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I spent 20 years in the SEAL Teams and I am personally guilty of conducting, directing, and overseeing vast amounts of brutal training.
The training I led was advanced Unit Level Training that prepared SEALs for combat deployments in Iraq and Afghanistan.
It required the SEALs to hike long distances in 100+ degree temperatures in the desert.
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Once at a simulated target, the SEALs would be engaged by Opposing Force (OPFOR) SEALs acting as enemy fighters.
The OPFOR would shoot the SEALs with paintballs. Explosions would be detonated in the vicinity of the SEALs to shock them.
Smoke grenades would be set off to cause confusion.
CS (tear gas) grenades would also be deployed to further incapacitate the SEALs.
Then we, the training cadre, would “kill” some of the SEALs—tell them they were “dead” and could no longer move.
Their SEAL buddies would have to pick them up and carry the “dead” men.
Through harsh terrain. Up and down hills.
While being attacked with paintball guns.
It was brutal.
And this was just one section of desert land warfare training.
Other sections of training involved assaulting complex targets with live bullets, real grenades, and actual rockets.
Once the desert phase of training was completed, the Unit Level Training continued in urban, mountain, jungle, and maritime environments.
All of this training took place while carrying the weight of body armor, weapons, ammunition, water, and other mission-specific gear.
The SEALs were always sleep deprived and dehydrated.
And the environment was always too hot or too cold or too wet or too dry.
Everyone got cuts, scrapes, and bruises.
Sprained ankles, strained knees, and injured backs and shoulders occurred with regularity.
Heat casualties were common.
Sometimes, in rare but tragic cases, SEALs died in training.
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SEAL have died in training from gunshots, explosions, drowning, falling, failed parachutes, vehicle accidents, medical anomalies, and other assorted causes representative of high-risk training.
While we did everything in our power to mitigate the risk of injury or death during the training, we did nothing to mitigate the suffering.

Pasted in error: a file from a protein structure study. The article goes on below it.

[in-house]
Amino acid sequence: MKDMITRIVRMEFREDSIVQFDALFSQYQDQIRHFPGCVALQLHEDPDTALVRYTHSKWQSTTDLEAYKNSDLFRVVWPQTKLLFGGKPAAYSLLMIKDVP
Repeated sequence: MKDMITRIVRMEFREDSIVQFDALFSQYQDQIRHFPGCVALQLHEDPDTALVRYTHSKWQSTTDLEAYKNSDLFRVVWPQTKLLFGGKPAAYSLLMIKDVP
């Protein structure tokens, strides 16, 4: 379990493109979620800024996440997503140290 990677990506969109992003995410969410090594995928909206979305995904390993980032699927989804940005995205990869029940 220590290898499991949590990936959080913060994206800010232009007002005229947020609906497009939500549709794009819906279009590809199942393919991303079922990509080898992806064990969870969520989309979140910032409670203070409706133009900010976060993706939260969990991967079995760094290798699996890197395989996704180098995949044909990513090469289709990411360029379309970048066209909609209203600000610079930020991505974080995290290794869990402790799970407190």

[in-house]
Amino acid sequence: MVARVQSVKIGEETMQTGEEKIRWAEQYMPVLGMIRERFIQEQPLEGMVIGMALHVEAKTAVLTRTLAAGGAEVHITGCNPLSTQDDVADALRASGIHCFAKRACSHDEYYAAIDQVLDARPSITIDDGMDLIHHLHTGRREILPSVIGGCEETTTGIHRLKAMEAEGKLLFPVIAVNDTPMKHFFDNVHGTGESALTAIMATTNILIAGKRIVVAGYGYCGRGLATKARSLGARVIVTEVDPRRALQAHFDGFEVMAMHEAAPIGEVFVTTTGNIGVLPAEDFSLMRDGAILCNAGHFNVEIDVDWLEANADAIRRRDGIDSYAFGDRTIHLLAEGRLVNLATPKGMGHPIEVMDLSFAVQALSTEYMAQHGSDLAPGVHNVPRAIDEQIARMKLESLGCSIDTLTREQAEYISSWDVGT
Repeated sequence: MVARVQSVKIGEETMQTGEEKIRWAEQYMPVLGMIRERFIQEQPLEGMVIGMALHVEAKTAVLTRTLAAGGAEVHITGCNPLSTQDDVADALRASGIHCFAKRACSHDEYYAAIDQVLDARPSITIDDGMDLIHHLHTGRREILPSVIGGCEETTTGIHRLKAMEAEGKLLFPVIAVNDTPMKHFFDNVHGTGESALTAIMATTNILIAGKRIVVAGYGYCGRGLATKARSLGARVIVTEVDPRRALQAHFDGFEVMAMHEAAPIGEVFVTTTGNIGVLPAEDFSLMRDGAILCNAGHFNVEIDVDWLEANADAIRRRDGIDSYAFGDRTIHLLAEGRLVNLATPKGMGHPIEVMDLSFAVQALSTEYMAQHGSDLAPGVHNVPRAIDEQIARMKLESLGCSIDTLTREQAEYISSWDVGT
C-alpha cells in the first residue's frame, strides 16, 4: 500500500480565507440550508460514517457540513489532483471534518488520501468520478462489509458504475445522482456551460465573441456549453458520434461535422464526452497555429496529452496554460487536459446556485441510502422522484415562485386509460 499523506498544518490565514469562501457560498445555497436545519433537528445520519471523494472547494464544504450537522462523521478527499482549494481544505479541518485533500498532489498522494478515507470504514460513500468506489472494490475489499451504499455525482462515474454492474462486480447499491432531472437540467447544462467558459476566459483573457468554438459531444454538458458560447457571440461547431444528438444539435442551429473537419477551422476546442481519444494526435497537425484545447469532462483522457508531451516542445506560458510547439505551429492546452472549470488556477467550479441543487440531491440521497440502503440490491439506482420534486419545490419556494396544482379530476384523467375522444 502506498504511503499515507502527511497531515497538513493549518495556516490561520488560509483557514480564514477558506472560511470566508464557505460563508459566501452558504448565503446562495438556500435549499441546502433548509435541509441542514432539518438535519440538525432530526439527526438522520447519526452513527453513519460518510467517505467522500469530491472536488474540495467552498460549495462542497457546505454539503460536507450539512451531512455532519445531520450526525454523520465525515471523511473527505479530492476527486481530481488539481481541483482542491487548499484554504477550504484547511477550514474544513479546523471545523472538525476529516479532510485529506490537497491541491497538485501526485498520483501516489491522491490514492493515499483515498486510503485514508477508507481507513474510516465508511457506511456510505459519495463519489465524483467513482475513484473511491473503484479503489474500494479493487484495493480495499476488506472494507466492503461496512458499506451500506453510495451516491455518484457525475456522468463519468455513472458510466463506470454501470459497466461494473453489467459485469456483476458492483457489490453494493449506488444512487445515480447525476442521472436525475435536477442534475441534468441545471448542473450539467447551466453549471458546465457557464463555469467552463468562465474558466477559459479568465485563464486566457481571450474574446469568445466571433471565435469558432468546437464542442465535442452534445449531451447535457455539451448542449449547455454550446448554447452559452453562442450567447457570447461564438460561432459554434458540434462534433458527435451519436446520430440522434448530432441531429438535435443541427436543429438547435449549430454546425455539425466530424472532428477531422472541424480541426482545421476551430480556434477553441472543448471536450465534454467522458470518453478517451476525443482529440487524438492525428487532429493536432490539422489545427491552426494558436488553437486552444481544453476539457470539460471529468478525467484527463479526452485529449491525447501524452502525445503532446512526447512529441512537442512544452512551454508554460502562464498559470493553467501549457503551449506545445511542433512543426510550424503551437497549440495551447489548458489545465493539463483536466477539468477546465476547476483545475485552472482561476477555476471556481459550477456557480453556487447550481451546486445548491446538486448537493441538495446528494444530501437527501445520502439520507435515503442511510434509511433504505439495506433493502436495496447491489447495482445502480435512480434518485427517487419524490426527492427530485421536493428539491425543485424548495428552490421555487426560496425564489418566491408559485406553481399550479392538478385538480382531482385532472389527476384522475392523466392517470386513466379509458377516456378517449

Part of the training was suffering.
And yet all of that—all of that—was nothing compared to the challenges of combat.
Combat—the only reasons SEALs exist—was infinitely more brutal.
In combat, diabolical and determined enemies armed with machine guns, mortars, rockets, Improvised Explosive Devices, and anything else they could imagine, did everything in their power to kill us and our fellow Americans.
And they succeeded all too often.
We witnessed the devastating effects of these enemy weapons—the mutilation of human flesh, the obliteration of human life.
The slaughter of our friends and brothers.
But we fought on.
We never gave up.
We did what we were supposed to do: our duty to our country and to our brothers in arms.
And we did not falter. Because we had been brutally trained.
So when I took over responsibility for training my fellow SEALs—I made sure it was brutal, just as SEAL training has always been.
But I did not make the training brutal because I was sadistic or heartless.
No. I made the training brutal because I cared about my fellow SEALs more than anything else in the world.
I wanted them to be ready; I wanted them to be eminently prepared, mentally and physically, for the most horrible of human endeavors: war.
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I also wanted to test them—to make sure every individual SEAL in a platoon had the intrinsic fortitude to stand by their teammates, even when facing the most nightmarish conditions and the most brutal of environments.
I knew—and all SEALs know—that brutal training keeps our brothers alive on the battlefield.
That is who the SEAL Teams are.
Our training is historically based on the worst combat conditions imaginable: the beaches of Normandy, the hinterland of Korea, the jungles of Vietnam, the mountains of Afghanistan, and the urban warzones of Iraq.
SEALs go where no one else wants to go, to do what no one else wants to do.
And we do that over and over and over again.
Our existence is brutal.
War is brutal.
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Because of that—our training is brutal.
And it needs to stay that way.
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